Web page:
A look at the new features in Android Marshmallow Preview 2 [VIDEO]


A little more than a month after Google released the Android M Developer Preview they have released their first update. We already showed you all the new features in the first preview of Android M, but now there are a few more things to check out. The changelog is much shorter this time, but there are some new features and changes that we think you’ll like. Let’s take a look.

The App Drawer Has Been Fixed

The new app drawer in the first Android M preview was met with much criticism. Google replaced the horizontal scrolling pages from Lollipop with a vertical list. The icons were huge, and the alphabetical organization system had a lot of wasted space. Thankfully, they’ve fixed it in the 2nd preview.

It’s still a vertical scrolling list, but now the icons are smaller and fit in a compact grid. You can still use the search bar to find apps, and the four most recently used apps are still listed across the top. This is a much nicer implementation. Now the app drawer and widget picker work the same, and the app drawer requires a lot less scrolling.

Delete Screenshots from the Notifications!

Okay, so this isn’t a revolutionary feature, but it’s certainly handy. When you take a screenshot it always appears in the notifications with the option to “Share.” Now there is a new option next to “Share” that allows you to delete the screenshot. You don’t have to waste time going into the gallery to delete a bad screenshot.

Bye Bye, Dark Theme


Google can add features, but they can also remove them. One of the coolest hidden features of the first Android M preview was a dark theme mode. It only put the settings into a dark theme, but we were hoping it was the beginning of full theme support in stock Android. Unfortunately, the dark theme mode is no longer available. We’re sure we’ll see this feature again some time in the future.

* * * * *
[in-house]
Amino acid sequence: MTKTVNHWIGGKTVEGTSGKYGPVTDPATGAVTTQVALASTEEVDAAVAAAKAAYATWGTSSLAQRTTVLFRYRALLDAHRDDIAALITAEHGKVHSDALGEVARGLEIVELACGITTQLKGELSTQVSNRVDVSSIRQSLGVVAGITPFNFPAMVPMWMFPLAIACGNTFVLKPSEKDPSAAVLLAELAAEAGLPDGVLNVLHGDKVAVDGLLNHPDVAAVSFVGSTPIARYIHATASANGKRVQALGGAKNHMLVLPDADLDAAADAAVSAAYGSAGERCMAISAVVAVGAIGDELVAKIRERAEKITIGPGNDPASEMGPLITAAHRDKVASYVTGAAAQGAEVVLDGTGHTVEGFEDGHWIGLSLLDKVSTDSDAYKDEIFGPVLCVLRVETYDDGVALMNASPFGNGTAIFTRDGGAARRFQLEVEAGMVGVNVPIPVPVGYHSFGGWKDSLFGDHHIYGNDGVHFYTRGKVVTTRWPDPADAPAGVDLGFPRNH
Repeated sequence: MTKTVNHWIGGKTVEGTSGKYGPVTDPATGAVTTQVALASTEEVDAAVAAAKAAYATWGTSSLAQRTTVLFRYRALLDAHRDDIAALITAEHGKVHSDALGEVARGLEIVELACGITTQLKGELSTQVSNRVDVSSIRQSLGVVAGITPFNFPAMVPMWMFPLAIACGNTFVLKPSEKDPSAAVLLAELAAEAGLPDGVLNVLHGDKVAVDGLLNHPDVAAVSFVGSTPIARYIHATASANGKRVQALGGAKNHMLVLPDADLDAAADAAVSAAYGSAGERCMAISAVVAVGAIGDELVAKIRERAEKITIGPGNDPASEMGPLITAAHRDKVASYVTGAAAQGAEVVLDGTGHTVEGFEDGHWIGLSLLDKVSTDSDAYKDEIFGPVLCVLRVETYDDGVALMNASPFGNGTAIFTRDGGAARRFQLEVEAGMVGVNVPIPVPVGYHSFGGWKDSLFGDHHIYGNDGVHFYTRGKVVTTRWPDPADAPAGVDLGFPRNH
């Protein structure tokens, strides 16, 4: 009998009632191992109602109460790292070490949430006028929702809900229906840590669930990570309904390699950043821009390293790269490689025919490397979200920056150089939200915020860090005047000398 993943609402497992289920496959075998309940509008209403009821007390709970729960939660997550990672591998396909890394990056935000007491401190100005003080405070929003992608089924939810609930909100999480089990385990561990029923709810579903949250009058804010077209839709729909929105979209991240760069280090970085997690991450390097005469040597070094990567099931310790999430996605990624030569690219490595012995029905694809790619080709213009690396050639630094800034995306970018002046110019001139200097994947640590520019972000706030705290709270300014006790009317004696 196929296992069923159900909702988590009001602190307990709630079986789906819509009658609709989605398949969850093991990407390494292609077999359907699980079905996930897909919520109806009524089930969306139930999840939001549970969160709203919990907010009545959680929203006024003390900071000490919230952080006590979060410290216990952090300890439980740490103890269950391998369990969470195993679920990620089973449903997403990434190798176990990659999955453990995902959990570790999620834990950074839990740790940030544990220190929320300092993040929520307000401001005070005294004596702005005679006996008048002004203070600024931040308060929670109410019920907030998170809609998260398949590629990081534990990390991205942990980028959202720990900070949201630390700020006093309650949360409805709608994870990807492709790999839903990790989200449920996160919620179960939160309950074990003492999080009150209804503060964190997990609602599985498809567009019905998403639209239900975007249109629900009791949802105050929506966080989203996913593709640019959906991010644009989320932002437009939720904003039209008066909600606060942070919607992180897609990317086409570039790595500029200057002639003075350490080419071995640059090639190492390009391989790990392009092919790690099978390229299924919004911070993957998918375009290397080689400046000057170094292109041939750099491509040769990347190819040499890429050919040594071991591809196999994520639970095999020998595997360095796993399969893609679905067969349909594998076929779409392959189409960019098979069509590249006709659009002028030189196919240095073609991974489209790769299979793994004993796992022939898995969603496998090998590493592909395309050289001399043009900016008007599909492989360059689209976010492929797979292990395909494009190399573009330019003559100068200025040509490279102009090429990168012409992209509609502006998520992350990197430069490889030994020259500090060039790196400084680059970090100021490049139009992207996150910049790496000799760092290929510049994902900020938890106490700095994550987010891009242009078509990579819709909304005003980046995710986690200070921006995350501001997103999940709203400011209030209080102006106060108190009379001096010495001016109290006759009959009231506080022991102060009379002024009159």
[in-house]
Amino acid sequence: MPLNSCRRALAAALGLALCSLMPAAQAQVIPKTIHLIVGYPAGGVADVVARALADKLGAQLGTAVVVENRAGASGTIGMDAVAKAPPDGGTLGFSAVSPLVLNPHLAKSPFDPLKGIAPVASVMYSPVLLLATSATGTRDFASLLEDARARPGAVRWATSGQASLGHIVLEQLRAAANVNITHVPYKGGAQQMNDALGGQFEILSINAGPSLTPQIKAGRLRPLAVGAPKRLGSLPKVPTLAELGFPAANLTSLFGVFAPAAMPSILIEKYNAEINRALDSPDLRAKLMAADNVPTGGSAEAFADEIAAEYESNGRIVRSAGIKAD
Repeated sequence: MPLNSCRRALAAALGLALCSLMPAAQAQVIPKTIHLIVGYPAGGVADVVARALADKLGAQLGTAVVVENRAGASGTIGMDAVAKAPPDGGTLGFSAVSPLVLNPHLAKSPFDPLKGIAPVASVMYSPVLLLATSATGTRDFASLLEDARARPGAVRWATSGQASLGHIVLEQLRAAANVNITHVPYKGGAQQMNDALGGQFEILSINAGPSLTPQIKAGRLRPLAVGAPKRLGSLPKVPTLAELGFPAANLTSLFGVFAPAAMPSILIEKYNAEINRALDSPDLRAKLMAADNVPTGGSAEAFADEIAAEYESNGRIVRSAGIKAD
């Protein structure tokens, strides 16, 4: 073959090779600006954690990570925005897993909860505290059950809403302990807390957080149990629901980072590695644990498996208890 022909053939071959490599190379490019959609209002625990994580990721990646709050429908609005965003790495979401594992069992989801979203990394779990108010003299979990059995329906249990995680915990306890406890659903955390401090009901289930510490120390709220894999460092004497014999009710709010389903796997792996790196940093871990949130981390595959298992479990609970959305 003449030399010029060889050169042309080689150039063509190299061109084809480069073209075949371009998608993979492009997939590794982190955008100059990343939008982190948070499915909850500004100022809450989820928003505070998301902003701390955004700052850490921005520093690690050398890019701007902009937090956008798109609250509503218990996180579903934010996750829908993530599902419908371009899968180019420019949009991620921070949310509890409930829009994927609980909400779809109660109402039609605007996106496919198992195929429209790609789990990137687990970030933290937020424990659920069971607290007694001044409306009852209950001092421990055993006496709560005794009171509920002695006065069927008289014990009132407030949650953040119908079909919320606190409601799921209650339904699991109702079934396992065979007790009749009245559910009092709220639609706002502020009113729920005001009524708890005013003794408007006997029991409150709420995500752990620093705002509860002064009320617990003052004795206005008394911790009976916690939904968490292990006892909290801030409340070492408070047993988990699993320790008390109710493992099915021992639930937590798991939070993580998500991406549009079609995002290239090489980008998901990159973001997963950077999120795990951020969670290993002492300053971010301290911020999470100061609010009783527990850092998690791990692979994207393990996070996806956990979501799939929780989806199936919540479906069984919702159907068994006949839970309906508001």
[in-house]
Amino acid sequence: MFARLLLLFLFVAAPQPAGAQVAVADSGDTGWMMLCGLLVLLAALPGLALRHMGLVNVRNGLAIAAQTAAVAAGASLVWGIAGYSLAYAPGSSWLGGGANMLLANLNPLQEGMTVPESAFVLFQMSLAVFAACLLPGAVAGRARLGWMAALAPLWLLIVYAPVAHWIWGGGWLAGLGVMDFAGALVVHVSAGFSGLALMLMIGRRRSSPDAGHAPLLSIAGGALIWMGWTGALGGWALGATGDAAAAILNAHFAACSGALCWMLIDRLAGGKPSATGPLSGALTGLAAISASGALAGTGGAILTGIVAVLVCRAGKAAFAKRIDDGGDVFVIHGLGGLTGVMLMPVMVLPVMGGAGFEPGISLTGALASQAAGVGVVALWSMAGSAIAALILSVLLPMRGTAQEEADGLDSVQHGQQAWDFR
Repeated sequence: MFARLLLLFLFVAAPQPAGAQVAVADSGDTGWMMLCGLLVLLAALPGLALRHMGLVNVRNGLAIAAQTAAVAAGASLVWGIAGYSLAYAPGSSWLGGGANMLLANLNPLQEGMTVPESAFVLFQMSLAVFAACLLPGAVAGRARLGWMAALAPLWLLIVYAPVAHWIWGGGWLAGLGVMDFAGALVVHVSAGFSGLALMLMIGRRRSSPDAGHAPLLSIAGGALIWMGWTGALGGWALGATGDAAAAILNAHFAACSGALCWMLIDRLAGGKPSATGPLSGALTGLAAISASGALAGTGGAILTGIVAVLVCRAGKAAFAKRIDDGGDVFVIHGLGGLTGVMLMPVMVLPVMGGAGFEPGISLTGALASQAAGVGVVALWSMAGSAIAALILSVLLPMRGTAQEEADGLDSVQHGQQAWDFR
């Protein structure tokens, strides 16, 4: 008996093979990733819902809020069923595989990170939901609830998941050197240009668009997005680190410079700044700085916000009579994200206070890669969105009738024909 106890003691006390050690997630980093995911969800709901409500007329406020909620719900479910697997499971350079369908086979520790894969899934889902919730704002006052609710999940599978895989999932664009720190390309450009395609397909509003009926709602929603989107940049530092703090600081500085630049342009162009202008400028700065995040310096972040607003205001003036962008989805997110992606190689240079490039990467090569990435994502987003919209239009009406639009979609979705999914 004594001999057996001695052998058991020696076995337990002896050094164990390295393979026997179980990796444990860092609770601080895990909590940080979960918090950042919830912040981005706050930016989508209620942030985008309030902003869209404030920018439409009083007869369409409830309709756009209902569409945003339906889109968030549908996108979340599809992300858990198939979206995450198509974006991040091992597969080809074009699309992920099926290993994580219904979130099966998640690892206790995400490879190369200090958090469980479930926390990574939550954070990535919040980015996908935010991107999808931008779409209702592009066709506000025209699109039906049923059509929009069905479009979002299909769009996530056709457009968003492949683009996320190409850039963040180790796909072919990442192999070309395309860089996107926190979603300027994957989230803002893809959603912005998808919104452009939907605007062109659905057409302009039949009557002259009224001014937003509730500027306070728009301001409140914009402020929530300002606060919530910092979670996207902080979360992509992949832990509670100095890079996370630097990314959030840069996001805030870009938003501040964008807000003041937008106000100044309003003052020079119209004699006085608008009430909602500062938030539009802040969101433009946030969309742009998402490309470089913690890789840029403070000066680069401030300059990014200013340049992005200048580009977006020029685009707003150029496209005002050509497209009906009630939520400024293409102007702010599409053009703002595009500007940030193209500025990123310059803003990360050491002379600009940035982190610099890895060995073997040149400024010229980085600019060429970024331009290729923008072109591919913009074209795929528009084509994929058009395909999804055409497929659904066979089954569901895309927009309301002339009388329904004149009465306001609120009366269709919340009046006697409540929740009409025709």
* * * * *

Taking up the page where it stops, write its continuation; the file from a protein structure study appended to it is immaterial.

Remove Icons from the Status Bar

The first Android M preview included the ability to customize the toggles that show up in the Quick Settings. Most other Android OEM skins already allow this feature, so it made sense for Google to add it. In the second preview they have taken the customization to the next level. You can decide which icons show up in the status bar.

When you go into the System UI Tuner settings you’ll see “Status Bar.” In here you can toggle the icons for things like Bluetooth, Do Not Disturb, Alarms, WiFi, Cellular Data, and more. The only thing you can’t remove is the clock and battery. Speaking of battery, you can enable “Show embedded battery percentage” to see the percentage displayed inside the battery icon.

Cleaner Storage Settings

The “Storage” settings have been renamed to “Storage & USB.” Along with the new name is a fresh design for the page. Gone is the colorful bar showing how much space you’ve used. In its place is a simple line and a read-out of how much space you’ve used and how much space is available on the device. Underneath is the same shortcuts to apps, images, videos, etc. But at the very bottom is “Explore,” which takes you to the built-in file manager. A nice touch.

Memory Gets Moved to Prime Time

In the first Android M preview, Google added a memory management feature that was buried deep inside the settings. Now it has been moved to the front page of the Settings. They also cleaned it up a bit, but it still allows you to see how much memory has been used in the last 3 hours up to a day, and see which specific apps are using the most memory. It’s a very useful feature that deserves to be up front.

Opt-in to Google Now on Tap

Google Now on Tap is going to be awesome, but it wasn’t available in the first preview of Android M. It’s still not working in the second preview, but we’re a step closer. In the Google Now “Now Cards” settings you can opt-in to Now on Tap. You’ll be brought to an unfinished page that allows you to choose “IN!” or “OUT!”


And that’s pretty much it for this release. It’s a step in the right direction. They’ve fixed some of our complaints from the first preview, and added some nice features. Are you running the new preview on your Nexus device? Have you discovered any features we didn’t cover?

Joe Fedewa
Ever since I flipped open my first phone I've been obsessed with the devices. I've dabbled in other platforms, but Android is where I feel most at home.

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